A Wine Startup in the Middle of a Pandemic and Uncontrollable Fires
Who in their right mind would build something in these times? Us.
It’s absurd to point out how obvious it is that living through a pandemic is not normal. Not by any means of the imagination. But when you compound that with fires, an incredibly divided country, hurricanes, and more, it feels like 2020 is the end of days. While it has catalyzed change in almost every industry (some good, some bad), this black swan event has been a long-overdue awakening for our industry.
For years we’ve been beyond fortunate that we’ve had continual market growth, premiumization, and an abundance of oenotourism. Wave after wave of buyers and sellers meant passive sales through our tasting rooms. Even now, wineries with crappy e-commerce websites are experiencing a boon of online sales. But the disruption of this new world is also creating confusion and costs we didn’t expect, both human and financial. Most of us are struggling to catch up with this new reality.
I’ve spent my career working to guide wineries via blog writing, tough love, and developing the tools they can use to connect with customers (WineDirect, VinTank, and now Emetry). But with the pandemic, it’s time to do more. Like my good friend Rob McMillan, I strive to be a positive force, helping the industry survive the extinction-level event. It’s time to use a lifetime of working with wineries, retailers, wholesalers, and consumers to build something that ensures our industry not only survives but thrives.
Using the foundation we’ve built at Emetry, we are now racing forward to build the most powerful platform that will unlock wine online, with the single goal of connecting buyers and sellers. This is the journey I’m on and I hope you’ll join me. Together, we can build our own future.
A Running Start
I’ve been doing this for a long time – 25+ years. There are few wine tech people that have been in the industry as long as I have (Eric Levine, Gary Vaynerchuk, Alder Yarrow to name a few), but most have come and gone, because commercial success has proven difficult: Up till COVID, only four online companies had successfully generated revenue of over $100M: Wine.com, WTSO, Naked Wines, and Vivino. And only two platforms have found and retained loyal audiences: Wine-Searcher and CellarTracker.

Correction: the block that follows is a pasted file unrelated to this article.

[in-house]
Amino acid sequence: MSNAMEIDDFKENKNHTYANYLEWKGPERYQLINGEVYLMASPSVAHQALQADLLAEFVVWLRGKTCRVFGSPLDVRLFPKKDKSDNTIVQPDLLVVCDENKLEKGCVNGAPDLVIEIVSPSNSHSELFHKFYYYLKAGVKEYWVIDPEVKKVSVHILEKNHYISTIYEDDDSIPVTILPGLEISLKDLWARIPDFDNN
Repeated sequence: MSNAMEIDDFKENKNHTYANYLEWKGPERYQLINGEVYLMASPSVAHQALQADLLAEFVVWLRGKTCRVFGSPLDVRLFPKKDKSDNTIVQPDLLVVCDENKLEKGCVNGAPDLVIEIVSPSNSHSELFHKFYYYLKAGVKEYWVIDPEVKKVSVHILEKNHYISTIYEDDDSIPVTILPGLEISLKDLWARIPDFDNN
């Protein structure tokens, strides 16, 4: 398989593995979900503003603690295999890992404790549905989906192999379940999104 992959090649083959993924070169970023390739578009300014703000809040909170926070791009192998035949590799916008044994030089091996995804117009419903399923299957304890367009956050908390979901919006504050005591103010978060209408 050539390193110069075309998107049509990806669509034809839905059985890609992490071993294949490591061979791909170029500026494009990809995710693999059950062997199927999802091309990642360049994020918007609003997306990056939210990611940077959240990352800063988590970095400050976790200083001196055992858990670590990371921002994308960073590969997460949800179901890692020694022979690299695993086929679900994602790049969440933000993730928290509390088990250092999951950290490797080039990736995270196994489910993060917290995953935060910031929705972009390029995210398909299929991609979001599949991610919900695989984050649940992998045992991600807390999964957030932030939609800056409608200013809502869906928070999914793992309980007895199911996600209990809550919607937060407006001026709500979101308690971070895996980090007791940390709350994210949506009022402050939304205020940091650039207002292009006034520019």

No platform has successfully solved the key problems for the wine industry. Here are some key challenges that need to be solved:
How does a small wine seller (winery, retailer) get the attention of a wine buyer who has never tasted their wines or visited their estate?
How do they do it without another company inserting themselves into the customer relationship and running off with both profitability and the customer?
How does the industry prepare for the eventual success of Amazon, which will have the buying power and same-day delivery capabilities of 476 US Whole Food stores?
How do we solve these problems? Emetry could see there needed to be a better value exchange between buyers and sellers. We brainstormed and found a North Star: A platform to connect buyers and sellers that won’t take a percentage of the transaction. A platform that will deliver customers to the seller without hijacking them for their own sales efforts.
Step one was to convince our owners that we were going for a moonshot in the middle of a global pandemic. And while that may seem outrageous, the majority of the Emetry owners either live in Northern California or are well versed in the wine industry. They understand the situation.
The second step was to build the right team, because I believe team is more important than the idea. I’ll be introducing the team members in the next months.
And now we’re in the midst of closing our Series B with strategic investors from inside the wine industry. Stay tuned but if you know anyone who wants a seat at the table, please don’t hesitate to send them our way.
Keep watching this space for updates as we progress.